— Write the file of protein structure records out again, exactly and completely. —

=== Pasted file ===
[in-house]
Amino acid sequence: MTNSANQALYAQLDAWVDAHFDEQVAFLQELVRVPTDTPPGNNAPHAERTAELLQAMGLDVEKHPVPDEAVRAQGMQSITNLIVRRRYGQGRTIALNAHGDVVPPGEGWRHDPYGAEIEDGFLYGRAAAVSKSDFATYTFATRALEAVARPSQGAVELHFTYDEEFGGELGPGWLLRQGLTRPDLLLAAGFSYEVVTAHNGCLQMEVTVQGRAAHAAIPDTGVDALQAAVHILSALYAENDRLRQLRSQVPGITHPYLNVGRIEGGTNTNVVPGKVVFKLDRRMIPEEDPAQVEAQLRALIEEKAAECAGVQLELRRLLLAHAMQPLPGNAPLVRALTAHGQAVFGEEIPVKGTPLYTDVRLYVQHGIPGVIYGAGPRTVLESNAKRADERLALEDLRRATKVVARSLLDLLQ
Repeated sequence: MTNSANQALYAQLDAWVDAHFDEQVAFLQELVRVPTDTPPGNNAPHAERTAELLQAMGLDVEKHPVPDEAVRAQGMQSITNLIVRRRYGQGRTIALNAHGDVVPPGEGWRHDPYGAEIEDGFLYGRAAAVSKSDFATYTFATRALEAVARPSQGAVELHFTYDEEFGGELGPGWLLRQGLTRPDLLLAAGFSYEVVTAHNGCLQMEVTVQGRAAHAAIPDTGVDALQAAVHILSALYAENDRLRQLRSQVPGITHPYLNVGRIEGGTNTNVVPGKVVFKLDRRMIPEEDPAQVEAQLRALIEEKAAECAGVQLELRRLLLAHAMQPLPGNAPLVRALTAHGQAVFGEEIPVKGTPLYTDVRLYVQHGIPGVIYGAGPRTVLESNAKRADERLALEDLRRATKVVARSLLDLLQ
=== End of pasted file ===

[in-house]
Amino acid sequence: MTNSANQALYAQLDAWVDAHFDEQVAFLQELVRVPTDTPPGNNAPHAERTAELLQAMGLDVEKHPVPDEAVRAQGMQSITNLIVRRRYGQGRTIALNAHGDVVPPGEGWRHDPYGAEIEDGFLYGRAAAVSKSDFATYTFATRALEAVARPSQGAVELHFTYDEEFGGELGPGWLLRQGLTRPDLLLAAGFSYEVVTAHNGCLQMEVTVQGRAAHAAIPDTGVDALQAAVHILSALYAENDRLRQLRSQVPGITHPYLNVGRIEGGTNTNVVPGKVVFKLDRRMIPEEDPAQVEAQLRALIEEKAAECAGVQLELRRLLLAHAMQPLPGNAPLVRALTAHGQAVFGEEIPVKGTPLYTDVRLYVQHGIPGVIYGAGPRTVLESNAKRADERLALEDLRRATKVVARSLLDLLQ
Repeated sequence: MTNSANQALYAQLDAWVDAHFDEQVAFLQELVRVPTDTPPGNNAPHAERTAELLQAMGLDVEKHPVPDEAVRAQGMQSITNLIVRRRYGQGRTIALNAHGDVVPPGEGWRHDPYGAEIEDGFLYGRAAAVSKSDFATYTFATRALEAVARPSQGAVELHFTYDEEFGGELGPGWLLRQGLTRPDLLLAAGFSYEVVTAHNGCLQMEVTVQGRAAHAAIPDTGVDALQAAVHILSALYAENDRLRQLRSQVPGITHPYLNVGRIEGGTNTNVVPGKVVFKLDRRMIPEEDPAQVEAQLRALIEEKAAECAGVQLELRRLLLAHAMQPLPGNAPLVRALTAHGQAVFGEEIPVKGTPLYTDVRLYVQHGIPGVIYGAGPRTVLESNAKRADERLALEDLRRATKVVARSLLDLLQ